The great Michael Deforge on type, legibility, art and its various uses beyond “art.”

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spx:

Chris Ware’s beautiful poster art for the 2012 Small Press Expo.
I have no words.
The mega sized version lives here.

Chris Ware’s breathtaking poster for this year’s Small Press Expo. Just look at that lineup of names, and that’s not even getting into the titular “small press” exhibitors, which the show is ostensibly about. And which number includes not one but three Drawnists.

spx:

Chris Ware’s beautiful poster art for the 2012 Small Press Expo.

I have no words.

The mega sized version lives here.

Chris Ware’s breathtaking poster for this year’s Small Press Expo. Just look at that lineup of names, and that’s not even getting into the titular “small press” exhibitors, which the show is ostensibly about. And which number includes not one but three Drawnists.

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A collection of horror movie titling/logos. Via Christian Annyas of the Movie Title Stills Collection.

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Alphabetcha, a gruesome alphabet by Nathan Walker.

Alphabetcha, a gruesome alphabet by Nathan Walker.

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The Dead Words offers up creative lettering and typographical renderings of forgotten words.

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Count on Me (by Gentleman Scholar)

If this isn’t an actual Sesame Street segment (and I’m guessing it’s not) it sure should be.

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Lovely animated logotype for It’s Nice That by Animade.

(Source: vimeo.com)

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The Art of Hermann Zapf, c. 1967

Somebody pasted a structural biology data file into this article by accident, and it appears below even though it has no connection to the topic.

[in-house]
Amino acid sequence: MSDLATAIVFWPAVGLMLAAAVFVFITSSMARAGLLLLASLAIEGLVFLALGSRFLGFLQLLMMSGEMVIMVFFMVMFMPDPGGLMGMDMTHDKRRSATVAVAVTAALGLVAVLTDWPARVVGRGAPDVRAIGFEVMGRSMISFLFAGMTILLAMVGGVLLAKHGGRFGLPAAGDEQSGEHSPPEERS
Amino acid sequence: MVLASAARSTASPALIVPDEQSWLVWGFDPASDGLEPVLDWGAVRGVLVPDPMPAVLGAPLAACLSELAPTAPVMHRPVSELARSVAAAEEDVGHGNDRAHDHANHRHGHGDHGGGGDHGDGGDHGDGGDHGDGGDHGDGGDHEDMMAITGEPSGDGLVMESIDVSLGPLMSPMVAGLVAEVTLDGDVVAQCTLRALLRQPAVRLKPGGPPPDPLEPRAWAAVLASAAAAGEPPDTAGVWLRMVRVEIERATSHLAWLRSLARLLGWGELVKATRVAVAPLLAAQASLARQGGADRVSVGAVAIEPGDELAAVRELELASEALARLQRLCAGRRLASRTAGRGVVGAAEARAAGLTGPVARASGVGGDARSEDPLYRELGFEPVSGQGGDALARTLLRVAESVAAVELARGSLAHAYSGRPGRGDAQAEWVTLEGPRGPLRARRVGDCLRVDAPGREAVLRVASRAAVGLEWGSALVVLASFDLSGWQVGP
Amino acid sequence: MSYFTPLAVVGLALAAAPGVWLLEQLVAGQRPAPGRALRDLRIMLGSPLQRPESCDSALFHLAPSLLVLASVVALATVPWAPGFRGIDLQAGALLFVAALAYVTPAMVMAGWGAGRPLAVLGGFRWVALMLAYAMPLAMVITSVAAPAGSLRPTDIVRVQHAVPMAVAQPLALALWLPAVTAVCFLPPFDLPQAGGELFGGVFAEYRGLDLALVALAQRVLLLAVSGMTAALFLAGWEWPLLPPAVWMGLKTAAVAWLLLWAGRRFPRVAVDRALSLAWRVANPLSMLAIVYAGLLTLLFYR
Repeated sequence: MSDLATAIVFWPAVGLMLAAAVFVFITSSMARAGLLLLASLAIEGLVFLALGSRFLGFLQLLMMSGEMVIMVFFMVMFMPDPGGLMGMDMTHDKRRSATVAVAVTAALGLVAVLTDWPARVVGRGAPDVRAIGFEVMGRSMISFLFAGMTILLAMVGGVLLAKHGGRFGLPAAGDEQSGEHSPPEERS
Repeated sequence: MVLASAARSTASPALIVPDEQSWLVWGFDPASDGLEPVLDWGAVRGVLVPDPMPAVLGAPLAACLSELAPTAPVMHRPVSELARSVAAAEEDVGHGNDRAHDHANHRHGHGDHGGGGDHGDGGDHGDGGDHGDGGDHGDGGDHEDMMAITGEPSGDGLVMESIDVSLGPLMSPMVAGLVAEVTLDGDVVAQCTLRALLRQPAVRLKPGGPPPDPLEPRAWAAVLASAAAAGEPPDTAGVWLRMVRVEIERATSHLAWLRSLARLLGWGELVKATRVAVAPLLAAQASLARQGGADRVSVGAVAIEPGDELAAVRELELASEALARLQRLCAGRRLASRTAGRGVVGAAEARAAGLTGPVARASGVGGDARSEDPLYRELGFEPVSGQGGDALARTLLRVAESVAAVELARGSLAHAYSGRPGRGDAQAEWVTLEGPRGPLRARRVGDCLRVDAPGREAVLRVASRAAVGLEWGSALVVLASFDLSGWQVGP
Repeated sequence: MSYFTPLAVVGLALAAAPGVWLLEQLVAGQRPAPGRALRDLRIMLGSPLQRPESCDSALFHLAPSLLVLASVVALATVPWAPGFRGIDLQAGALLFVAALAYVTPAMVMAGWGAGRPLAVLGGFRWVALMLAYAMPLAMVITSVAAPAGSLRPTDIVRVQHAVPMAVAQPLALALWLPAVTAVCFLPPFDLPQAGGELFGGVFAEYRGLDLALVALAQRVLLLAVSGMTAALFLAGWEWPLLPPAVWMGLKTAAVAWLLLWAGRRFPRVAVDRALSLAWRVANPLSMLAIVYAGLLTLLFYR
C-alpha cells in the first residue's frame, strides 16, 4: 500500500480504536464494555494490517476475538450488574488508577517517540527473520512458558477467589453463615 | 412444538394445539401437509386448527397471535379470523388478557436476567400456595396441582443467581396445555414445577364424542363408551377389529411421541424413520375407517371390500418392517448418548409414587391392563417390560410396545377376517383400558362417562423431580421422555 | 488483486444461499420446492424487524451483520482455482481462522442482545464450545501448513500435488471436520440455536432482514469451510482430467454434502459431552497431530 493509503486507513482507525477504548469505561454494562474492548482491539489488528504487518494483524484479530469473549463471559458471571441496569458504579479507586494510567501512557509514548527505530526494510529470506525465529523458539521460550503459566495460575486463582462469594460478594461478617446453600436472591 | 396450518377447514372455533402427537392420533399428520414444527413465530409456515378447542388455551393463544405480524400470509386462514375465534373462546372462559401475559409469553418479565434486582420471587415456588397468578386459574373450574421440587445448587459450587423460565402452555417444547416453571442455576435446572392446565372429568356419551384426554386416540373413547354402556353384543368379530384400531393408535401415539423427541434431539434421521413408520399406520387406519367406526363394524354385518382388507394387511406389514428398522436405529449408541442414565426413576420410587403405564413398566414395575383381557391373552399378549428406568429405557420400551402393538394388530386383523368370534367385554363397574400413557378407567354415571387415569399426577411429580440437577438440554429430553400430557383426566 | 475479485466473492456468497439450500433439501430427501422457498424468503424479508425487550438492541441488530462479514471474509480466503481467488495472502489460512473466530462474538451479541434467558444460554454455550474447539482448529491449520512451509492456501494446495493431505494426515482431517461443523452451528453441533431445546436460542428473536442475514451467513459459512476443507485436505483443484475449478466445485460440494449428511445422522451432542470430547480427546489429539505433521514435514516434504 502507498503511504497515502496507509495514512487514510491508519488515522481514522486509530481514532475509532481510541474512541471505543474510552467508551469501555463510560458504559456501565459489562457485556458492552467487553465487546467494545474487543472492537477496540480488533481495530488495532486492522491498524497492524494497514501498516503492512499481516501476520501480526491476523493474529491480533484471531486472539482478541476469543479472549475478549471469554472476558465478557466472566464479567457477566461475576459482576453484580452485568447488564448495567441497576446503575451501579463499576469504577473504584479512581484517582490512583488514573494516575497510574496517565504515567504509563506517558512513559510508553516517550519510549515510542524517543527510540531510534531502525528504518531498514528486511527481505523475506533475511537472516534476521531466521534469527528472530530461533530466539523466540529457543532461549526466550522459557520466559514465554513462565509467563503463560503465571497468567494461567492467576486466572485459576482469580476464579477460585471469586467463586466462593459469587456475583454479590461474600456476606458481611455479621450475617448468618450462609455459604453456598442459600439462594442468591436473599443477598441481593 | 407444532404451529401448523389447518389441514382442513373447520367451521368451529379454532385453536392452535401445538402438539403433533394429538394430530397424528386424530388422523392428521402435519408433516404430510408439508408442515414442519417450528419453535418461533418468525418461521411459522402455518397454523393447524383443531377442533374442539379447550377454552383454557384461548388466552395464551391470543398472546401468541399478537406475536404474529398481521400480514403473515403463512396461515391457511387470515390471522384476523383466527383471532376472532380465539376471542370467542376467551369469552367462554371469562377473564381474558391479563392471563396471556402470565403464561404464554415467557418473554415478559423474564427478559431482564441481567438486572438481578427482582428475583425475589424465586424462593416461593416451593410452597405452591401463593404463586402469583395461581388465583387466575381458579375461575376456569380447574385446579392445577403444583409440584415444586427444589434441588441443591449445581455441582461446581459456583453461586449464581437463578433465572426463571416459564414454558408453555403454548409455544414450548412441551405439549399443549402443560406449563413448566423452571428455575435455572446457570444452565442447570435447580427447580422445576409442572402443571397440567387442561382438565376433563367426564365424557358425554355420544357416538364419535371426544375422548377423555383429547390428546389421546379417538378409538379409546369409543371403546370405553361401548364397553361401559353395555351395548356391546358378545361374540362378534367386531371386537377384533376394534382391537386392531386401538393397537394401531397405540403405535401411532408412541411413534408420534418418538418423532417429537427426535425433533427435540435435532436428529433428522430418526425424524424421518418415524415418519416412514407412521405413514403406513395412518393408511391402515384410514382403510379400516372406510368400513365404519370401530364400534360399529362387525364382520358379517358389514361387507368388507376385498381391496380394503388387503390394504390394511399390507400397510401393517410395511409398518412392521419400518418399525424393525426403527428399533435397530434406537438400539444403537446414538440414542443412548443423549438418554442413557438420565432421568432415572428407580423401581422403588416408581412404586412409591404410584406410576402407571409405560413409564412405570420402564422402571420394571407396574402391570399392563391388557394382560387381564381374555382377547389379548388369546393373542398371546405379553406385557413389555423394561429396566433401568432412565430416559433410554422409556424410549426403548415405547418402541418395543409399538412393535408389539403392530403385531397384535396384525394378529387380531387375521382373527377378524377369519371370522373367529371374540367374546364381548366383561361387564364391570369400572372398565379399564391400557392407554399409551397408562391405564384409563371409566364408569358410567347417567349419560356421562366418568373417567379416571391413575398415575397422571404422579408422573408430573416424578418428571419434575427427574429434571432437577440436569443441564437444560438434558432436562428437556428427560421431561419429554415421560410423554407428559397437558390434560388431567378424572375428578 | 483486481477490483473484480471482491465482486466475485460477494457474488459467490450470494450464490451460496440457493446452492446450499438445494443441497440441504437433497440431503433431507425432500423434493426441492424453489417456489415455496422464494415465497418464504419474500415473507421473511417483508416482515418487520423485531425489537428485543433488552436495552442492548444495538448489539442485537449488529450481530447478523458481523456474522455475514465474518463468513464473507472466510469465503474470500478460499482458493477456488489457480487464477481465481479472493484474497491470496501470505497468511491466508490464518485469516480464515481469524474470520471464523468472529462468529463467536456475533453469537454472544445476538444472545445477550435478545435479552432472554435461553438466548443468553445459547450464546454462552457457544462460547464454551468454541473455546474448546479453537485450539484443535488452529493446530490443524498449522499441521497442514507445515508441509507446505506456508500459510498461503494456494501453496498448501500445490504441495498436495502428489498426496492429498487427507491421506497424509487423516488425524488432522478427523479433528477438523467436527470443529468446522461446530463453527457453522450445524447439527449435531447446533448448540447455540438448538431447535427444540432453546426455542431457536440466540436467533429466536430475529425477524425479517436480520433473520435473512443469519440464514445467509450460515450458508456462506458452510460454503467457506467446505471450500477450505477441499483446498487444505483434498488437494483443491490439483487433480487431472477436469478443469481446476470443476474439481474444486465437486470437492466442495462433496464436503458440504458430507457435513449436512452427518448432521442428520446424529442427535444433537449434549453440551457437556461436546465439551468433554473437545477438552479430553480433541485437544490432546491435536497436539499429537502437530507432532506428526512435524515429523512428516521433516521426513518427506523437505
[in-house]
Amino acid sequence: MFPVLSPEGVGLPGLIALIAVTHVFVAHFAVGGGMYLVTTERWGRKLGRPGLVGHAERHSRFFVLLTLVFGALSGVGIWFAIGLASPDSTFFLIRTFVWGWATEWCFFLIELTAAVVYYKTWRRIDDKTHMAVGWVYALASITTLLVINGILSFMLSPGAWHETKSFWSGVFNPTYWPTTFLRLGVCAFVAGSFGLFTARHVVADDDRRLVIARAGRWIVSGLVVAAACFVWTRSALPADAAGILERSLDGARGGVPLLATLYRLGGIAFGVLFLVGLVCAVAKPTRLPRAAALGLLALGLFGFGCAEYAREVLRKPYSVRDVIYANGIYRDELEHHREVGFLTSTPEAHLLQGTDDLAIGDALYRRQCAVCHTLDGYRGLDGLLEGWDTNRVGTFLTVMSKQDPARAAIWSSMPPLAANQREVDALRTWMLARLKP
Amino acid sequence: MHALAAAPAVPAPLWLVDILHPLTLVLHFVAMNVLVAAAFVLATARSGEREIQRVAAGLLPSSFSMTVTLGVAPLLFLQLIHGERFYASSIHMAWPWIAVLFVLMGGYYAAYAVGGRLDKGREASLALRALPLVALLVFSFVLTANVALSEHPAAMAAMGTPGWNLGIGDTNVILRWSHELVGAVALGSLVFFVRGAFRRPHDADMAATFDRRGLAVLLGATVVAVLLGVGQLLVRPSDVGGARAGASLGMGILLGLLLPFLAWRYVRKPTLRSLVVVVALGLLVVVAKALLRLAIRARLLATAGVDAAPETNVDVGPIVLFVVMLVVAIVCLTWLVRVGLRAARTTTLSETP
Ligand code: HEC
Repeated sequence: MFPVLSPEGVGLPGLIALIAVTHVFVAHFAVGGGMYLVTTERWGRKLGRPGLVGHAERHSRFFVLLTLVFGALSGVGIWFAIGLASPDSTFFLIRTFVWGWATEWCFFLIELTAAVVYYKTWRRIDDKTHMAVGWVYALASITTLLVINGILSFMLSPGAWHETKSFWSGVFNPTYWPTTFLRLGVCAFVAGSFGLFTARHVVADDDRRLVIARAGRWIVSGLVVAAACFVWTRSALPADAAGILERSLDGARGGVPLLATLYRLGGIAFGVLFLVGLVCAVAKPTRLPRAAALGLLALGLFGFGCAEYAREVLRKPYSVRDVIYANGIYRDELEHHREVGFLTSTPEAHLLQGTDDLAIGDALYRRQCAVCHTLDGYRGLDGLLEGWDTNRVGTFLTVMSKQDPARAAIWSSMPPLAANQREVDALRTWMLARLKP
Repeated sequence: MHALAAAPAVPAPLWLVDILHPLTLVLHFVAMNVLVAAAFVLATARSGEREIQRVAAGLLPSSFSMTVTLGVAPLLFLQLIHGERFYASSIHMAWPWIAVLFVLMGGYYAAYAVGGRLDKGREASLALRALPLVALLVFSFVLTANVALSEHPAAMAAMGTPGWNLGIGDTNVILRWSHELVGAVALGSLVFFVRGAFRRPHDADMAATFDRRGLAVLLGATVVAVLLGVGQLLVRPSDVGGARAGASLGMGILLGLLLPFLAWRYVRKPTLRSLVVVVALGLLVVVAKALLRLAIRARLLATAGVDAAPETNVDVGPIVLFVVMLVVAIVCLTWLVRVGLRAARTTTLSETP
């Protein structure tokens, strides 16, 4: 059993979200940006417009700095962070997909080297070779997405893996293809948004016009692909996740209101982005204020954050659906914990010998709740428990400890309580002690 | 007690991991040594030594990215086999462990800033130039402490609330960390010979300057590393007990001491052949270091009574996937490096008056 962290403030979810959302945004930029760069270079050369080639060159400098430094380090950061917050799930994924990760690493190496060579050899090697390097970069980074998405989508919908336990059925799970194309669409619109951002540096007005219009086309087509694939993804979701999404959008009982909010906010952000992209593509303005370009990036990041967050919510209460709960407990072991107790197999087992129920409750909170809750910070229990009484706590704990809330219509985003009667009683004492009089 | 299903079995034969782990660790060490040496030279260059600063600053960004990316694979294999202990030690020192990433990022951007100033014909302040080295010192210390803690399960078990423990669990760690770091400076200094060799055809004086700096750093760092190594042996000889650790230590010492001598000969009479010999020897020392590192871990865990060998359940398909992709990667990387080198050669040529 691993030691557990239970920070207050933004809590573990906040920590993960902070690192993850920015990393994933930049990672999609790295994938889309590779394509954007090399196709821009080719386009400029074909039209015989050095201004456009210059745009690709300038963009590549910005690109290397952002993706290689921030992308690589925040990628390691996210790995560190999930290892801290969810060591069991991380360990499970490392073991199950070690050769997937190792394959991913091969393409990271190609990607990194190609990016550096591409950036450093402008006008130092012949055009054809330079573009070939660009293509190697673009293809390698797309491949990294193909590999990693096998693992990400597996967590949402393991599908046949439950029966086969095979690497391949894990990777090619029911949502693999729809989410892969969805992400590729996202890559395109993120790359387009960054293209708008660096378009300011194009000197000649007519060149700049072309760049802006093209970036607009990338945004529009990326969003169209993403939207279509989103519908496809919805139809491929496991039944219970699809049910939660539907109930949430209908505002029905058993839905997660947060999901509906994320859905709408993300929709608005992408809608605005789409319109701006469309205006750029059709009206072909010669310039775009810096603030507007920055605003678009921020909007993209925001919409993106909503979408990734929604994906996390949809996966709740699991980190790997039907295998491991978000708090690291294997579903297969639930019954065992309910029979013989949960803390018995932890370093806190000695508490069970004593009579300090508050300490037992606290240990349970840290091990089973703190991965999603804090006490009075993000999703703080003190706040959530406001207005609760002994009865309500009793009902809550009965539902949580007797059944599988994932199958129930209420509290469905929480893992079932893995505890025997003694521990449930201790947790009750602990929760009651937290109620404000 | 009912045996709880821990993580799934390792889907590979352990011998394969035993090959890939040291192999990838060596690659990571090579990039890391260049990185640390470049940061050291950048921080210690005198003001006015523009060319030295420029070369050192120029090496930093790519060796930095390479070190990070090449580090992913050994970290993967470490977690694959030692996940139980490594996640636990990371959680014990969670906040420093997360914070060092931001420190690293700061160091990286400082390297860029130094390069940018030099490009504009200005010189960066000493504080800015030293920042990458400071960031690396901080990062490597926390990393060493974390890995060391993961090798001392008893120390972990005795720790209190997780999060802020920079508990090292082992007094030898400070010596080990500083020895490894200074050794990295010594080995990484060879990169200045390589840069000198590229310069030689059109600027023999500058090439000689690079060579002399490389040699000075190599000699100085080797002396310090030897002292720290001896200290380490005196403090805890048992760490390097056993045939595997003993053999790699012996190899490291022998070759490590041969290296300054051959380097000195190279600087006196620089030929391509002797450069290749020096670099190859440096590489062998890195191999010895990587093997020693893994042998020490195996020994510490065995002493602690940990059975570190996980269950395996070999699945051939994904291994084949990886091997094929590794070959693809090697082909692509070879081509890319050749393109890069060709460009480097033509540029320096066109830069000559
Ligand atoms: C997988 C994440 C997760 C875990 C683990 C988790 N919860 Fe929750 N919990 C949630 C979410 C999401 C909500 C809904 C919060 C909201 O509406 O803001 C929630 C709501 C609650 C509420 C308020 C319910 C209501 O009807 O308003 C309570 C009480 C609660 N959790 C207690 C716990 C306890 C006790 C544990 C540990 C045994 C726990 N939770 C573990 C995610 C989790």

(via Dustin Harbin on Twitter)

(Source: vimeo.com)

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Clever silkscreen poster by Andreas Xenoulis, illustrated using characters from the Bodoni typeface. (Purchase here)

Clever silkscreen poster by Andreas Xenoulis, illustrated using characters from the Bodoni typeface. (Purchase here)

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(via Handlettered logos from defunct department stores)
A beautiful collection of hand-rendered script lettering from old department stores.

(via Handlettered logos from defunct department stores)

A beautiful collection of hand-rendered script lettering from old department stores.

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I loved these expressive cartoon faces by Yann Le Bec even before I realized it was a hidden alphabet.
(via Yann Le Bec, illustrator)

I loved these expressive cartoon faces by Yann Le Bec even before I realized it was a hidden alphabet.

(via Yann Le Bec, illustrator)

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Peace, a beautiful new screen print from calligrapher Seb Lester.

Peace, a beautiful new screen print from calligrapher Seb Lester.

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le droit de suite (the resale right) - VA (by Pierre-Emmanuel Lyet)

A short and sweet animation about artists’ resale rights in Europe, with a very clever use of typography.

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Custom Lettering of the ’40s and ’50s

Last year’s Custom Lettering of the ’60s and ’70s, Rian Hughes’s massive scrapbook of curated lettering samples culled from movie posters, ads, and other ephemera of the time, was one my favourite books of 2010. It quickly gained a permanent spot on the bookshelf closest to my drawing table, it’s such a great reference book.

Its new successor, Custom Lettering of the ’40s and ’50s now joins it on the shelf. Both books are nothing but pure typographic pornography, carefully sorted by style and tone.